To assess the average accuracy of managements’ initial guidance (as reflected in March 1 consensus estimates), we first calculated for each year from 2005 through 2015 the average value of the difference between March 1 consensus and actual earnings; second, we calculated of the absolute values of these averages; and third, we calculated the standard deviation of the differences. As an indicator of the accuracy over time of companies’ initial guidance, we added to the absolute value of the average of the differences one standard deviation of the differences. If the earnings beats or misses formed a normal distribution, approximately two thirds of the observations would fall within a range of one standard deviation on either side of the mean; companies with high average gaps and high standard deviations around the average would thus be the ones offering the least accurate guidance.Details

In this note we examine the impact on returns of utilities’ earnings performance relative to management guidance. We first quantify the historical impact on 12-month stock returns of beating or missing

guidance. We then identify which utilities most consistently meet or beat their guidance and which have most frequently missed it.

Among regulated electric utilities, long-term earnings growth is one of the primary drivers of long-term returns, explaining over 65% of the variation in returns among regulated utility stocks from 2005-2015. As illustrated in Exhibit 2, a regression analysis of the 10-year compound annual growth in EPS for each of the regulated electric utilities vs. the 10-year CAGR in these companies’ stock prices results is an r-squared of 67%. Even when measured on an annual basis, the correlation between earnings and returns remains strong: a regression of annual growth in earnings against annual stock returns results in an r-squared of 51% (see Exhibit 3).

It is not surprising therefore, that analysts should give considerable weight to management’s earnings guidance in estimating returns on individual stocks. Our hypothesis is that a company’s failure meet this guidance will be reflected in underperformance relative to the regulated utilities as a group, and that beating guidance will be associated with outperformance. To the extent this is true, it would be helpful to know which companies have the most consistent track records of meeting or beating their EPS guidance, and which consistently miss it.

Exhibit 2: 10 Yr Stock Price Returns and 10 Yr EPS Growth Rates – 2005-2015

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Source: Capital IQ and SSR analysis

Exhibit 3: Average 1 Yr Stock Price Returns and 1 Yr EPS Growth Rates – 2005-2015


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Source: Capital IQ and SSR analysis

How Material Is the Impact of Missing Guidance on Utilities’ One-Year Stock Performance?

As discussed above, to assess the impact of utilities’ earnings performance relative to guidance, we ranked all of the regulated electric utilities in each year based upon the extent to which they missed or beat the March 1 consensus estimate (lowest rank = biggest miss, highest rank = biggest beat).

Comparing these rankings to the utilities’ stock price performance for the year, we found a meaningful difference between those in the top and bottom half of the distribution (Exhibit 4). The gap in stock price returns between utilities in the top and bottom half of the distribution averaged 5.5% over 2005-2015.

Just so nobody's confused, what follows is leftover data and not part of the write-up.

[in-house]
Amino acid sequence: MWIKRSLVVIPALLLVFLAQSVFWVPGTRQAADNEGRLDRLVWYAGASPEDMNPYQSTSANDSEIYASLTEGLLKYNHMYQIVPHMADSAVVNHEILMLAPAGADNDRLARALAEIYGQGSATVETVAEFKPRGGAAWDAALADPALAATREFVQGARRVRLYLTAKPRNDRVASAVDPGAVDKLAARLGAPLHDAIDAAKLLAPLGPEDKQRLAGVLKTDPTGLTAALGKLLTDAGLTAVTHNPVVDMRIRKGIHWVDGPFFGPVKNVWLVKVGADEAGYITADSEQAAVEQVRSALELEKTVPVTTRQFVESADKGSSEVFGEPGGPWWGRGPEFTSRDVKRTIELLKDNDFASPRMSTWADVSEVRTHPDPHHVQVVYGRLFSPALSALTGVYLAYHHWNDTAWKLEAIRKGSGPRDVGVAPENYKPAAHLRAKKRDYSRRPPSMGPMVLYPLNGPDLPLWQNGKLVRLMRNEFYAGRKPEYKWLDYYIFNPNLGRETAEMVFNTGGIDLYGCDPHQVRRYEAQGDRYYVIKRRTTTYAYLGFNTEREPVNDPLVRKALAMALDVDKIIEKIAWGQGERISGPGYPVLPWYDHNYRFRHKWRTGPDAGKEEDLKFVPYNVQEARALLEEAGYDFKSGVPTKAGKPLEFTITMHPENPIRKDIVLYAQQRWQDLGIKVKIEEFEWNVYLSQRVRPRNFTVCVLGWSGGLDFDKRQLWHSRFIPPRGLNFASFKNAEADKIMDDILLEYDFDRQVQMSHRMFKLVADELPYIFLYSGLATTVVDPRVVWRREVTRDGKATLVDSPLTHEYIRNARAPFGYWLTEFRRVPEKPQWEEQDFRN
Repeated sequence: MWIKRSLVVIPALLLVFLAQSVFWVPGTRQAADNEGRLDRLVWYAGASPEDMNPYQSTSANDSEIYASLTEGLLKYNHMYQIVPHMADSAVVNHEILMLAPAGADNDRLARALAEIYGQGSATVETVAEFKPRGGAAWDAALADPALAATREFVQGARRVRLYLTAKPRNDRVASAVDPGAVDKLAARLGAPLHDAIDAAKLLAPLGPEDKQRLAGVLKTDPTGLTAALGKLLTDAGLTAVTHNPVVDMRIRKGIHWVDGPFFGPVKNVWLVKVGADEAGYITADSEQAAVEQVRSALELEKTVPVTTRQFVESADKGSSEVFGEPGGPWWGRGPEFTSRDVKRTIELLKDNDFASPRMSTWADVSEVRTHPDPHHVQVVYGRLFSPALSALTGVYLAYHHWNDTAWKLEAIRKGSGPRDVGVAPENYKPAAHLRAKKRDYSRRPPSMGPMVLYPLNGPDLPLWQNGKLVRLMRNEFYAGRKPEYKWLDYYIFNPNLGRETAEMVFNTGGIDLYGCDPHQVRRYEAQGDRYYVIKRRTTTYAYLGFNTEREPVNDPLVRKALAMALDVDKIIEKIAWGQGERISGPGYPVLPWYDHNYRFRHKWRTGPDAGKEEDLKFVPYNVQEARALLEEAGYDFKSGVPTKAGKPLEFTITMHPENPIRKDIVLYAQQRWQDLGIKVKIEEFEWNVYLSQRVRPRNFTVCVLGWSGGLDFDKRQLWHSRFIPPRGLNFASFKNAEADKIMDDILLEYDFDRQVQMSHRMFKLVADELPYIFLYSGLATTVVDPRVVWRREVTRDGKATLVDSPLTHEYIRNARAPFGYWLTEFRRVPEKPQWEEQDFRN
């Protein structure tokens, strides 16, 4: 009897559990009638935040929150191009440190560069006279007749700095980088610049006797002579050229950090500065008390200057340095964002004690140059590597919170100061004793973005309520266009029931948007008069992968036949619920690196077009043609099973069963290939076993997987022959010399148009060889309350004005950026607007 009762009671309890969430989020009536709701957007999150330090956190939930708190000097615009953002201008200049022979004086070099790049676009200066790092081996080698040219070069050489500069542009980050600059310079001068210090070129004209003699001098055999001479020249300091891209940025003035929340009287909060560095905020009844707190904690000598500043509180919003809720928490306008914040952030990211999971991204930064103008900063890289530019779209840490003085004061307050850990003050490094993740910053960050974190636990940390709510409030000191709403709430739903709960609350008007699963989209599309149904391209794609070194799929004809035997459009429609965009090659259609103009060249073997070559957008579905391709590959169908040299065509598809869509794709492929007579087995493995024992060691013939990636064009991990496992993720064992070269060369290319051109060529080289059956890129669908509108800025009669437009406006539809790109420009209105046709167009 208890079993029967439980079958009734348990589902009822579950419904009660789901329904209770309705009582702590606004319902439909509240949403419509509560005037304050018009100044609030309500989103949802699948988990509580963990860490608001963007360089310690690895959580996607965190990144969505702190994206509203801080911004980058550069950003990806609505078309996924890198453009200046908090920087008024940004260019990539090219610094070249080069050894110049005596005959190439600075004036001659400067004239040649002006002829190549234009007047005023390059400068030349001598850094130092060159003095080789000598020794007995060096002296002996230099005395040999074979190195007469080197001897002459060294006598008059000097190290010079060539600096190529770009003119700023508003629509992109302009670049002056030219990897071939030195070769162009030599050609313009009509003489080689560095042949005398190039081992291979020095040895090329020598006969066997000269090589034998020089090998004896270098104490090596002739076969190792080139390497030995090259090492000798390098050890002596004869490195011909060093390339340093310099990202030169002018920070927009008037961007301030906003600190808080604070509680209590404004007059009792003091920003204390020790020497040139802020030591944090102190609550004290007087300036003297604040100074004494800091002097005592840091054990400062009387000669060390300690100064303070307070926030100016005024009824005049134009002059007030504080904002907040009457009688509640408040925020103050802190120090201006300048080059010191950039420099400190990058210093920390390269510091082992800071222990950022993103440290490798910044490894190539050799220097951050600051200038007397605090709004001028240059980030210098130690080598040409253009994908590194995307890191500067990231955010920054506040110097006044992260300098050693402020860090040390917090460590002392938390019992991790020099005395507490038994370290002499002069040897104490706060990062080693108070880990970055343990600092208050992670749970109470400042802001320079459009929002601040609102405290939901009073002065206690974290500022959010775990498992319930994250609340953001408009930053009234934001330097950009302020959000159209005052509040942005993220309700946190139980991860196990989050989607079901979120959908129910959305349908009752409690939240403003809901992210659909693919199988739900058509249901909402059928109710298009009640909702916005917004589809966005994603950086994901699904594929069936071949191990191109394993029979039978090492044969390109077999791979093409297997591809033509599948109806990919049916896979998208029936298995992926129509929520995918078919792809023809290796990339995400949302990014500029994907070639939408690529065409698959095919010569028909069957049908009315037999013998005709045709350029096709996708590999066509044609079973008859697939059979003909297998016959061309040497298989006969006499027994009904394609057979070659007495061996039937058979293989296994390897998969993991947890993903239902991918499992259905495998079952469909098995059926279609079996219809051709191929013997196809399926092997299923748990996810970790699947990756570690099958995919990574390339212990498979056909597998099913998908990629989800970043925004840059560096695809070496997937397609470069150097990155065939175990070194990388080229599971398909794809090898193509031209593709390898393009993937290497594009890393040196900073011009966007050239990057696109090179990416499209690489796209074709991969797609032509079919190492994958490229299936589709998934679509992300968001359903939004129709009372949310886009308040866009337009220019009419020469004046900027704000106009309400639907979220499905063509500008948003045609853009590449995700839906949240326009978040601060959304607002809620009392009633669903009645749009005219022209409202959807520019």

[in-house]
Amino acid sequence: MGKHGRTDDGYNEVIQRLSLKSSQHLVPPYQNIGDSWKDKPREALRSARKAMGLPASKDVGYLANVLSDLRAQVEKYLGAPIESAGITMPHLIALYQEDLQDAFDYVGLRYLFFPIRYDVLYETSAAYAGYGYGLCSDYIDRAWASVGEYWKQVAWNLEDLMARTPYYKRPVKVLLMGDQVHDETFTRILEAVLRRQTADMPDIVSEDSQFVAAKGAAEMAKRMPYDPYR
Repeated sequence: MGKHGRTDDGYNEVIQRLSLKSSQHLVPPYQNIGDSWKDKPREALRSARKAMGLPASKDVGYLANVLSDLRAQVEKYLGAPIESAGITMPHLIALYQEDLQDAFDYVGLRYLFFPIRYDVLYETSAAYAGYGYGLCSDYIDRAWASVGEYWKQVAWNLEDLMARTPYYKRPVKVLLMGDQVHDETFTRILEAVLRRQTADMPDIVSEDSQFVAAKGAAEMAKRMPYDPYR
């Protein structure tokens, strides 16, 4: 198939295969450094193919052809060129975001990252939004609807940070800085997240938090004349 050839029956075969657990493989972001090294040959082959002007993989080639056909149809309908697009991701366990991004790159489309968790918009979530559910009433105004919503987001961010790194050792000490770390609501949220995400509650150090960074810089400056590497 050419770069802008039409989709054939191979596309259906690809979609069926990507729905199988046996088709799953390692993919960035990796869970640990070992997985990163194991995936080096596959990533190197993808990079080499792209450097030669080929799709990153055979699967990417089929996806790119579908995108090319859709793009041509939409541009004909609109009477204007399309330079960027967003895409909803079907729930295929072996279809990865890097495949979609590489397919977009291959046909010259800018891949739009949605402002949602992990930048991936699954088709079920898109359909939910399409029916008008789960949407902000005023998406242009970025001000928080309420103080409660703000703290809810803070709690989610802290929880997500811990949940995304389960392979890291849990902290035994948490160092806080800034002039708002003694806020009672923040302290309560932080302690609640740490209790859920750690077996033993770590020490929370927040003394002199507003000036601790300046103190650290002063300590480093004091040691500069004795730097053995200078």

Exhibit 4: Returns of the Top and Bottom Half of Regulated Electric Utilities as Ranked by Size of Earnings Beat/Miss (March 1 Consensus Estimate vs. Actual Full Year Results) – 2005-2015

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Source: Capital IQ and SSR analysis

A materially larger gap in one-year stock price performance is evident between the extremes of the distribution. Thus the gap in returns between the five utilities with the largest earnings beats, relative to their March 1 consensus earnings estimates, and the five utilities with the largest earnings misses averaged 13.3% over 2005-2015.

Exhibit 5: Returns of the Top 5 and Bottom 5 of Regulated Electric Utilities as Ranked by Size of Earnings Beat/Miss – 2005-2015

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Source: Capital IQ and SSR analysis

Over time, however, the gap in returns between the top five and bottom five utilities, as well as between the top and the bottom half of the distribution, has declined significantly. Thus from 2005 through 2009, the gap in returns between the top five and bottom five utilities averaged 20.6%; from 2010-2012, this fell to 10.3%; and from 2013-2015 to only 4.1% (see the black line in Exhibit 5). Similarly, from 2005 through 2009, the gap in returns between the top and bottom halves of the distribution averaged 9.5%, whereas from 2010 through 2015 it has averaged only 2.2% (see the blue line in Exhibit 6 below).

As illustrated in Exhibit 6, the compression in the return differential between utilities that beat and miss their March 1 consensus earnings estimates coincides with a decline in the standard deviation of utilities’ earnings beats and misses. From 2005 through 2009, the standard deviation of utilities’ beats and misses averaged 15.5%; this fell to 12.4% over 2010-2012 and to only 5.6% over 2013-2015 (see the green line in Exhibit 6). Also falling over this period has been the correlation between utilities’ one-year stock price performance and the gap between their March 1 consensus earnings estimate and actual results for the year (plotted in red against the right hand axis of Exhibit 6). The correlation between earnings beats or misses and one-year stock price returns ranged between .45 and .52 over 2005-2007, but then began a gradual and irregular decline to only .17 in 2015. As the variability of earnings beats and misses fell over time, it appears that the importance to returns of utilities’ earnings performance versus March 1 consensus has declined as well.